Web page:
6:00-8:00pm Presentation on MIT's Kendall Square Initiative (Kendall Marriott at 50 Broadway - A light supper will be provided.)
Thurs, May 7
9:00am The City Council's Finance Committee will conduct a public hearing to discuss FY2016 City Budget. This hearing to be televised. (Sullivan Chamber)
|* Date changes for individual departments may occur. The public is invited to attend and be heard.
These hearings will be cablecast live on Municipal Television.
Mon, May 11
4:00pm 2015 Scholarship Award Ceremony (Sullivan Chamber)
5:30pm Roundtable/Working City Council Meeting with the Cambridge Housing Authority to discuss RAD. No public comment. No votes will be taken. Meeting will not be televised. (Sullivan Chamber)
Tues, May 12
5:00-7:00pm School Committee Roundtable meeting - Public Hearing on State School Choice (Henrietta S. Attles Meeting Room, CRLS)
For the purpose of an update on the impact of the revised controlled choice policy of 2013 as well as any other issues related to controlled choice.
5:30pm The City Council's Ordinance Committee will conduct a public hearing on a zoning petition filed by Chestnut Hill Realty to amend the Zoning Ordinance of the City of Cambridge, Section 20.600 Basement Housing Overlay District by including language to clarify the intent of the provisions to apply to multifamily structures that are wholly or partially located in Residence C, C-1, C-1A, C-2A, C-2B, C-3, C-3A, or C-3B base zoning districts. This hearing to be televised. (Sullivan Chamber)
Wed, May 13
6:00pm The City Council's Finance Committee will conduct a public hearing to discuss FY2016 School Department Budget. This hearing to be televised. (Sullivan Chamber)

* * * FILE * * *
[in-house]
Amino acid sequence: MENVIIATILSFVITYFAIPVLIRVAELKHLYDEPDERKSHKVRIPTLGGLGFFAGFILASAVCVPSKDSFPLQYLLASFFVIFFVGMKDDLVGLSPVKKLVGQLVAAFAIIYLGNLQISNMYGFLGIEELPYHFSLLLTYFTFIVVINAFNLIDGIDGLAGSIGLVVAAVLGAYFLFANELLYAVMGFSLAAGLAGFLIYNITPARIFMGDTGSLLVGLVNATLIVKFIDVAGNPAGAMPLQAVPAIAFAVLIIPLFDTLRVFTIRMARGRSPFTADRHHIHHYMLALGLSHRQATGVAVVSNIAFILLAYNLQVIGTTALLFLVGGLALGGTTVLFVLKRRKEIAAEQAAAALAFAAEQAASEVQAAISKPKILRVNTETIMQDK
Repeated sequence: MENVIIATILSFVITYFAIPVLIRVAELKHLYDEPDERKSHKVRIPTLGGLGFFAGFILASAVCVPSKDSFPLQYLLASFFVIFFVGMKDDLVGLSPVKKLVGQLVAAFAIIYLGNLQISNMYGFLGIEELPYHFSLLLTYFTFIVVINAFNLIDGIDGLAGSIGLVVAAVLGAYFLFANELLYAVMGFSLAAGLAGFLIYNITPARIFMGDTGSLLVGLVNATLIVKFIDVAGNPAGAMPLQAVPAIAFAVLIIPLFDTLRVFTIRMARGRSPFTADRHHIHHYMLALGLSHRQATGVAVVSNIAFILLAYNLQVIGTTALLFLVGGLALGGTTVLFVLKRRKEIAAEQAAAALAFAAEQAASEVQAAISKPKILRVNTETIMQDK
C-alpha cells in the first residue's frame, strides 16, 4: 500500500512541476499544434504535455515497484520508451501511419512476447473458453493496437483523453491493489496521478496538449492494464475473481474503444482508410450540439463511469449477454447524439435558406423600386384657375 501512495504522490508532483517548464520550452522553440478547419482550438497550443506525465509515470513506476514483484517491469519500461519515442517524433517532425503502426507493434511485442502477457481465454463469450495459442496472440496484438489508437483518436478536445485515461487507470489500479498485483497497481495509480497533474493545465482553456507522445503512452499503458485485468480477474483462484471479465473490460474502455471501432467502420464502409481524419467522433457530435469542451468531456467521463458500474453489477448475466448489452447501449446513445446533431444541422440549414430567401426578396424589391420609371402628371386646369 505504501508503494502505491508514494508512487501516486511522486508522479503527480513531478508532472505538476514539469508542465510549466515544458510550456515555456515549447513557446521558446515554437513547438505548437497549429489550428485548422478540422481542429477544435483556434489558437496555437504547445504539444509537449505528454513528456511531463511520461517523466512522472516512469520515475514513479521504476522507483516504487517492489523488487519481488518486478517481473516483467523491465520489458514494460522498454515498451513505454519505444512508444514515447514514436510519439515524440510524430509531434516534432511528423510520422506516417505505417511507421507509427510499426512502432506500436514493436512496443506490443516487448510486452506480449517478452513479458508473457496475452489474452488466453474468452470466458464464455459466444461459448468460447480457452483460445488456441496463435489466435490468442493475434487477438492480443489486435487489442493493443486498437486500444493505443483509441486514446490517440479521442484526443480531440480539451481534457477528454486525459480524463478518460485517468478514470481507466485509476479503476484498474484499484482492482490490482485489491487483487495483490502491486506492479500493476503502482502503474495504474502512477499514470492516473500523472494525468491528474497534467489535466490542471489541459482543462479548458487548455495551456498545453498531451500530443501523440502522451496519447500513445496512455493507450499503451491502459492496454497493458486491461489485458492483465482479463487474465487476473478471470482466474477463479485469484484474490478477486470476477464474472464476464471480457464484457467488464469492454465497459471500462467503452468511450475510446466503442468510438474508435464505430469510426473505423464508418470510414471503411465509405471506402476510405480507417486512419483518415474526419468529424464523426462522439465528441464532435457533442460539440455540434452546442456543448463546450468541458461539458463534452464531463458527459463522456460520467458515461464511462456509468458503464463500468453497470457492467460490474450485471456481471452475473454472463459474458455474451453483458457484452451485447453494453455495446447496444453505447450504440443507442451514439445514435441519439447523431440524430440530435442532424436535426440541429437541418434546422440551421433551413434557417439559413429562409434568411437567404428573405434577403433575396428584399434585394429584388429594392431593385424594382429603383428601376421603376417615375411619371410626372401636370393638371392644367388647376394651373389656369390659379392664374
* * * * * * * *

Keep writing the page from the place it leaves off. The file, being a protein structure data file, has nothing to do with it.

Thurs, May 14
9:00am The City Council's Finance Committee will conduct a public hearing to discuss FY2016 City Budget. This hearing to be televised. (Sullivan Chamber)
|Cambridge Health Alliance
Traffic, Parking & Transportation
Weights & Measures
Police Review & Advisory Board
Human Rights Commission
|* Date changes for individual departments may occur. The public is invited to attend and be heard.
These hearings will be cablecast live on Municipal Television.
Mon, May 18
5:30pm City Council meeting (Sullivan Chamber)
Tues, May 19
5:30pm The City Council's Economic Development and University Relations Committee will conduct a public hearing to discuss how economic development impacts and supports the quality of life of Cambridge residents, and to investigate the feasibility of establishing an agreement with ride-share services such as Uber, Lyft, and Sidecar. (Sullivan Chamber)
Wed, May 20
5:30pm The City Council's Neighborhood and Long Term Planning, Public Facilities, Arts and Celebration Committee will meet. (Sullivan Chamber)
Thurs, May 21
9:00am The City Council's Finance Committee will conduct a public hearing to discuss FY2016 City Budget (if necessary). This hearing to be televised. (Sullivan Chamber)